In order to attempt this Jailbreak (Which neither I nor this site recommend or take any responsibility for as it voids the warranty and may render your Kindle unusable if something goes wrong), head to this site and follow the instructions included in the Zip Archive’s README file. This involves nothing more than connecting your Kindle to a computer, copying a .mp3 file to your music folder, disconnecting from the computer, and running the music player. A button pops up labeled “Press to Jailbreak!” and you’re done.
My trial of this process went smoothly and did pretty much nothing. It is definitely anything but an urgent need or an inherently beneficial act for most people. All you are doing is enabling root access to your device, which means that among other things installing third party software will be possible. Chances are good that even with this it will not be possible to open up general 3G internet access, use of neglected hardware like the internal mic, or removal of advertising, but other than that there shouldn’t be many limits.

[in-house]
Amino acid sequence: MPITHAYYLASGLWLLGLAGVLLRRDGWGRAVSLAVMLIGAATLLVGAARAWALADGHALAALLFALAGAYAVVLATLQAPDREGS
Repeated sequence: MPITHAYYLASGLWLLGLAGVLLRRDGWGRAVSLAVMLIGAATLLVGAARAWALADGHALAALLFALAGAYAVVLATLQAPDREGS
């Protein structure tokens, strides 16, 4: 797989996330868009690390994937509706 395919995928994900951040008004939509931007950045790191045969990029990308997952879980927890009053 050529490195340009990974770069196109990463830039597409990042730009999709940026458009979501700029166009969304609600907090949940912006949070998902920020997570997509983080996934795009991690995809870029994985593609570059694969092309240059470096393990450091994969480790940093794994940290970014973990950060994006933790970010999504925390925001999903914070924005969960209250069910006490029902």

If you are interested in the potential that the process opens up, I would recommend both acquiring your Kindle Touch in the near future and making sure not to allow any software updates on the device until it is certain that the changes will be kept around. While Amazon has been incredibly open in their lack of interest in securing the Kindle Fire in any significant way, they have a history of being somewhat more closed with their eReaders. Not the least important reason for this is the heavy investment the company has made in their proprietary format, the evasion of which would likely be the first thing that customers use their new found freedom to achieve.